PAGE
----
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Skaldic Poetry of the Scandinavian Middle Ages

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Anonymous Lausavísur (Anon)

III. 2. Stanzas from the Fourth Grammatical Treatise (FoGT) - 47

not in Skj

2.3: Stanzas from the Fourth Grammatical Treatise — Anon (FoGT)III

Margaret Clunies Ross 2017, ‘(Introduction to) Anonymous, Stanzas from the Fourth Grammatical Treatise’ in Kari Ellen Gade and Edith Marold (eds), Poetry from Treatises on Poetics. Skaldic Poetry of the Scandinavian Middle Ages 3. Turnhout: Brepols, p. 570.

 1   2   3   4   5   6   7   8   9   10   11   12   13   14   15   16   17   18   19   20   21   22   23   24   25   26   27   28   29   30   31   32   33   34   35   36   37   38   39   40   41   42   43   44   45   46   47 

Skj: Anonyme digte og vers [XIII]: D. 3. Vers af den 4. grt. afhandling (AII, 214-19, BII, 231-6); stanzas (if different): 2 | 3 | 4 | 5 | 6 | 7 | 8 | 9 | 10 | 11 | 12 | 13 | 14 | 15 | 16 | 17 | 18 | 19 | 20 | 21 | 22 | 23 | 24 | 25

SkP info: III, 610

old edition introduction edition manuscripts transcriptions concordance search files

33 — Anon (FoGT) 33III

edition interactive full text transcriptions old edition references concordance

 

Cite as: Margaret Clunies Ross (ed.) 2017, ‘Anonymous Lausavísur, Stanzas from the Fourth Grammatical Treatise 33’ in Kari Ellen Gade and Edith Marold (eds), Poetry from Treatises on Poetics. Skaldic Poetry of the Scandinavian Middle Ages 3. Turnhout: Brepols, p. 610.

Víngarðr hafði öl-Gefn orðið
(unda vargs), er eru margar,
(neytir skili þann krók) með k*æti,
kvensku heft og látið eftir.
Fyrðum dugir, ósiðr orða
— oss vægðu, guð, jafnan — lægðiz;
vára þó hann í vatni skíru
verka sekt og píslarmerki.

 

{The ale-Gefn}, [WOMAN] she who now are many, had become a vineyard with cheerfulness and abandoned her preserved chastity; let {the user {of the wolf of wounds}} [AXE > WARRIOR] understand that obscurity. It helps men that a bad habit of words should be diminished; God, spare us always; he washed the guilt of our sins in pure water and in the sign of his passion.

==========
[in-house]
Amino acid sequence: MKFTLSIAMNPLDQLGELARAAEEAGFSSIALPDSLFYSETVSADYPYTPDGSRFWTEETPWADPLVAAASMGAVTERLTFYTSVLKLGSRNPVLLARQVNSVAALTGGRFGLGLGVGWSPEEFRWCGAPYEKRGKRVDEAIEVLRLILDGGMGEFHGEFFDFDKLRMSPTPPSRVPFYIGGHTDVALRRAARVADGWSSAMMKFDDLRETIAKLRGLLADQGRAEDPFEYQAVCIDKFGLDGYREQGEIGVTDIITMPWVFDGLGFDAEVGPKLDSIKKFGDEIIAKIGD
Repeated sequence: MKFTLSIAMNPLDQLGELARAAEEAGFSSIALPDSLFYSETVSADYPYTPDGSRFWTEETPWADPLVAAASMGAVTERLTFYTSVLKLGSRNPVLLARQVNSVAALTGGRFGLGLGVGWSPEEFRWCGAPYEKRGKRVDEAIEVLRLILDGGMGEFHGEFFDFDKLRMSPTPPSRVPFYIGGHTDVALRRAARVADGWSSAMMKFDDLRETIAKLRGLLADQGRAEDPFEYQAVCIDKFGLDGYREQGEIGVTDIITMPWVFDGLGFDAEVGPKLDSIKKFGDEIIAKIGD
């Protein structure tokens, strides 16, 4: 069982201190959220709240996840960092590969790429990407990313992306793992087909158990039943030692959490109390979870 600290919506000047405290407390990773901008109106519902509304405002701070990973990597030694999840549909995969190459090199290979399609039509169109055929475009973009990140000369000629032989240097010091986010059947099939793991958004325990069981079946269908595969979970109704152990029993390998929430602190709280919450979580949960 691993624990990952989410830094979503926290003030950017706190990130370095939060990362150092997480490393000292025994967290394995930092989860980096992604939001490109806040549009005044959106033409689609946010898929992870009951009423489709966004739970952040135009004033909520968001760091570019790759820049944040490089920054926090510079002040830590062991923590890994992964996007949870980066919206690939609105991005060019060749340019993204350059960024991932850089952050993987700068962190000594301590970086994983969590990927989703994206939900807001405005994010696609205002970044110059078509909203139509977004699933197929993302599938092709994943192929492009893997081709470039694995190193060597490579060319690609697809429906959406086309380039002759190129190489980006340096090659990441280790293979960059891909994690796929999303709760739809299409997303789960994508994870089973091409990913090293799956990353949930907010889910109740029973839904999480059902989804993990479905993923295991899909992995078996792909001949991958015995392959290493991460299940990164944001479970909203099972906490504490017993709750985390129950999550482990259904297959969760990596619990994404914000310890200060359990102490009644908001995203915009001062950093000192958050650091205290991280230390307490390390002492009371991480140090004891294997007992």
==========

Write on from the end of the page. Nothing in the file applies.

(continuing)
context: Stanza 33 exemplifies the rhetorical figure that FoGT calls sineptesis (Lat. synepthesis), which is described as an inappropriate exchange (vskaplikt vmskiptí) of either grammatical number or person.

notes: Stanza 33 is in hrynhent metre. The stanza is obscure in sense until one realises that it follows the Doctrinale’s examples of the figure (Reichling 1893, 177, ll. 2618-23). The first helmingr follows the Doctrinale’s example of a change of grammatical number, between sg. subject and pl. verb, unica facta fuit mulier, quae sunt modo plures ‘woman was made singular, who soon afterwards are many’. Öl-Gefn, sú er nú eru margar, hafði orðið víngarðr ‘The ale-Gefn < = Freyja> [WOMAN], she who now are many, had become a vineyard’ produces a similar example, using a woman-kenning as sg. subject, a f. sg. rel. pron. (sú er) and a pl. verb (eru) plus pl. adj. (margar). In the second helmingr there is an abrupt shift from a 2nd to a 3rd pers. verb, as in the Doctrinale’s nobis parce, deus; nobis lavet ille reatus ‘God, spare us! May he wash [away] guilt from us’. The Icelandic example moves from 2nd pers. vægðu oss ‘spare us’ (l. 6) to 3rd pers. hann þó ‘he washed’ (l. 7). Even the disapproval of the figure expressed very strongly in both the prose and the verse of the Icelandic text finds a more muted parallel in the Lat. ista sed in nostrum mutatio non venit usum ‘but that change does not come into our usage’. However, the disapproval of obscure language in ll. 5-6 of the stanza is not paralleled in the Latin, but may be compared with Anon Lil 98VII and other C14th poetry rejecting elaborate skaldic diction. — [1-4]: Not only does the first helmingr illustrate a change from sg. subject to pl. verb, as described in the previous Note; it also provides an instance of obscure language, in this case a woman-kenning öl-Gefn ‘the ale-Gefn’ (l. 1) combined with a metaphorical equation between a woman who has lost her virginity and a vineyard that bears fruit. This is the krókr ‘obscurity’ (cf. LP: krókr 3) referred to in l. 3, and this kind of language is deplored in the second helmingr as ósiðr orða ‘a bad habit of words’ (l. 5).

texts: FoGT 47, Gramm 172

editions: Skj Anonyme digte og vers [XIII]: [C]. D. Religiøse og moraliserende vers af den 4. grammatiske afhandling 9 (AII, 164-5; BII, 181-2); Skald II, 95, NN §§2342, 2586, 3163; SnE 1848-87, II, 232-3, III, 161, FoGT 1884, 142, 284-5, FoGT 2004, 50, 75, 143-5, FoGT 2014, 34-7, 123-4.

sources

AM 242 fol (W) 117, 10 - 117, 13 (FoGT)  image  image  image  
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